Wednesday, January 22, 2014

Story Over Style Every Time

The problem I have always had with reading books that other people (usually vastly more literate than myself) recommend, is that often more importance is given to the writing style and use of verbiage than to the story itself. Yes, there are several great books I have enjoyed that come with extensive literary pedigrees. But that's not the reason I like them. I like them because of the stories they tell.  I have been able to read many a novel and have overlooked writing that isn't great just because the story was intriguing. I enjoy these novels because it is the story that stays in my head and twists and turns around in my brain for days after I put the book down. On the other hand, I have read many highly-acclaimed books that left me empty and feeling like I had just wasted some portion of my life that I will never get back. Just because it's a big hit with the literary critics doesn't mean it's good.
For example, I love Baldacci and Clive Cussler books and have recommended them to my book clubs in the past. These books weren't exactly sneered at, but I could tell that this kind of general consumer literature would not be included in the annual reading list. Why? Because a really great story that is entertaining and enjoyable isn't usually considered literary. I have also recommended Victor Hugo's Les Miserables and Charlotte Bronte's Jane Eyre, and they were considered wonderful book choices. Why? Because they are literary classics, of course! Those happen to be two of my personal favorites, alongside the less literary, but no less classic, King and Maxwell and The Camel Club series by Baldacci.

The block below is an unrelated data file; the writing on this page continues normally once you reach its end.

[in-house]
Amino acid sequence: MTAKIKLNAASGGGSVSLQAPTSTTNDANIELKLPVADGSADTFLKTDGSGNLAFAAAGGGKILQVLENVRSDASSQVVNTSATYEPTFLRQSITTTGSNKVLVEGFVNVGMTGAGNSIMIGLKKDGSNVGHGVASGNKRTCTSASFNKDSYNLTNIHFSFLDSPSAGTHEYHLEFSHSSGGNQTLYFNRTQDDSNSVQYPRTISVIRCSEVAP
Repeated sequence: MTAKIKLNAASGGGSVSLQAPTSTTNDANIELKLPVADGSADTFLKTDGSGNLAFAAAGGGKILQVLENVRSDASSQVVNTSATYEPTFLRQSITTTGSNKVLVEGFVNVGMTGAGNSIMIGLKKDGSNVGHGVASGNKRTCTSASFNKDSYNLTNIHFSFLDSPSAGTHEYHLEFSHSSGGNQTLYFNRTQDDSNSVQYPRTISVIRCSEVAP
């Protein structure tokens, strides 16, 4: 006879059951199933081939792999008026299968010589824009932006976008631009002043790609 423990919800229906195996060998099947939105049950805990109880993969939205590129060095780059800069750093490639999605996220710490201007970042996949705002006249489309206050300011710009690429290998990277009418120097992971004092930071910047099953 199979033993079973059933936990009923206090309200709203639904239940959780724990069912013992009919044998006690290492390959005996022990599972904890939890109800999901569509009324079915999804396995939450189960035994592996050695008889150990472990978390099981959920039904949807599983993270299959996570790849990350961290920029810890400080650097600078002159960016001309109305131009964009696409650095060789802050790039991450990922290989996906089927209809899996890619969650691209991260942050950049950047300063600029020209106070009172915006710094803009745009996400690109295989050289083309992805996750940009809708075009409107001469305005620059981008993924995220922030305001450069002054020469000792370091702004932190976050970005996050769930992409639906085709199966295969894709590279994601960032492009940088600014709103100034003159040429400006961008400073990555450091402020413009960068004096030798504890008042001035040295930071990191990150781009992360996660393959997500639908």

I don't care what pedigree comes with the book, as long it tells a great story. If it takes me into another world for awhile and makes me forget that my toilet overflowed this evening and that I had to spend an hour cleaning it up, then in my view, it was a great novel!

Tuesday, January 21, 2014

Wondering ...

It's sometimes amazing to me that I ever deeply desired to have children. And now that our biological children are a little older, we're even considering adoption. But it's nights like these, where my two youngest are fighting non-stop, my teenager is being particularly rebellious, and my husband is gone on yet another business trip that I question myself. Is parenthood worth it? Does it really have to be this hard?

Wait. Give me a second to take a deep breath ...

OK. The answer to both questions is a resounding "YES!" Parenthood is wonderful, simply because it is so hard. All the endless disciplining, nagging, negotiating and bickering has a flip-side. It's the moment when your youngest child comes up and gives you a sweet hug for no apparent reason. It's also the moment when you see that your bed is mysteriously made for you and there's an 'I Love You, Mom' post-it note on the pillow. It's when you watch your husband teaching your daughter some of his 'famous' dance moves as she prepares to go to her first church dance. It's when I get so mad at my children's fighting that I say sternly, "The first person to say anything else will get spanked!" And then, as it turns out, I'm the first one to speak, and yes, I get spanked.

Parenthood is a moment-by-moment adventure and if you're thinking of having kids or adopting kids, DO IT! You may find yourself exasperated and tearful (a lot!), but you'll never, ever regret it.